Tax Freedom Day falls on 30th May in 2013
Tax Freedom day is pushed back again as coalition fails to cut burden of government on UK taxpayers.
Cost of government day 13th July, two days earlier than in 2012, due to effects of austerity programme
UK residents can rejoice as the Adam Smith Institute reveals that they have finally stopped paying the taxman and started to put their earnings in their own pockets. Tax Freedom Day—the day when the average Briton finishes their stint working for George Osborne and begins to work for themselves, falls on 30th May.
For 150 days of the year, every penny the average person earns is sent to the Treasury, according to Adam Smith Institute calculations. This means that no less of a worker’s year is going to the government than last year, when extra taxes pushed TFD from 28th May to 29th May (including an extra day from the leap year).
Though UK taxpayers can thank policymakers that they will not have to wait until July, like France, to start earning for themselves, they will remain jealous of American and Australian earners, who switch from paying into their chancellors’ bank accounts to their own by mid-April.
Since the government is spending hundreds of billion more pounds than it takes in through the tax system, the cost of government day is not for another month and a half. That is, if we imagined the government did all its spending before households, charities and firms, every pound of expenditure in the economy would come from the state until 13th July.
The ASI calculates Tax Freedom Day by measuring local taxes, direct and indirect national taxes, and national insurance contributions as a proportion of the UK’s net national income—this year that came to 41.5 per cent—before mapping the proportion onto the days of the year.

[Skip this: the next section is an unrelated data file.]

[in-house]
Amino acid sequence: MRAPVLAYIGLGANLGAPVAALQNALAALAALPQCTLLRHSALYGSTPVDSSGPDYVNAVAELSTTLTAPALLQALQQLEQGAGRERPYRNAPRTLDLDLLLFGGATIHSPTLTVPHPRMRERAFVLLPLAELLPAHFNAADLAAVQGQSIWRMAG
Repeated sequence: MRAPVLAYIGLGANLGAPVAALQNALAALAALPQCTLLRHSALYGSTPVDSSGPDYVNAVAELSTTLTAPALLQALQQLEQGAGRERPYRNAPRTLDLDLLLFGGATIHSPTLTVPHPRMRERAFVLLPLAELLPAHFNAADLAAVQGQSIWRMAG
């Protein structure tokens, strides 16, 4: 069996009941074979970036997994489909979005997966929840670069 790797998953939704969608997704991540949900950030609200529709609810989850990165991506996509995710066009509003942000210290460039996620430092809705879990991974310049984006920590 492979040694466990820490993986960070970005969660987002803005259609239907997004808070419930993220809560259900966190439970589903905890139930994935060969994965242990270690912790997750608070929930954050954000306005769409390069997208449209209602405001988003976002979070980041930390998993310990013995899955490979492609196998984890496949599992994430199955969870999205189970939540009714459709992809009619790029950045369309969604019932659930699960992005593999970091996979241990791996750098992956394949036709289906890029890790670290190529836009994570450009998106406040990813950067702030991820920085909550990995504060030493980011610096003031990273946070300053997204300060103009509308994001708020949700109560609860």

The ASI's Director, Dr Eamonn Butler, says “Tax Freedom Day, which the Adam Smith Institute has been calculating for 25 years, is the plainest way to show what the tax burden really is. That is why the Treasury hates it. They of course want to conceal how much tax we pay, which is why they are so keen on stealth taxes.”
“But we put in every tax, including stealth taxes – income tax, national insurance, council tax, excise duties, air passenger taxes, fuel and vehicle taxes and all the rest – and show just how long the average person has to work to pay their share of them all. The stark truth is that this burden costs us all 150 days of hard labour every year. That's not how long a rich person has to work – it is the time the average person must labour for the tax collectors.”
“In the Middle Ages a serf only had to work four months of the year for the feudal landlord, whereas in modern Britain people have to toil five months for Osborne’s tax gatherers.”
“An increasing number of economists believe that Britain's taxes are too high and are choking off recovery. Some politicians say they need to keep taxes high in order to balance the government's books. But the trouble with governments is that they always spend everything they raise in tax – and then as much more as they can get away with through borrowing. Just as the rest of us have had to cut back, so should the government. The UK economy would be a lot healthier for it.”
Steve Baker, Conservative MP and member of the executive of the 1922 committee, adds: “Many congratulations to the Adam Smith Institute for once again revealing the shocking truth about taxes and overspending. This doomsday machine of deficit spending, debt and currency debasement will eventually blow up and there is no kindness in pretending otherwise. Politicians who are serious about the prosperity of our country and the wellbeing of the poorest within it should take note.”
Contact: Ben Southwood or Geoffrey Taunton-Collins no: 0207 222 4995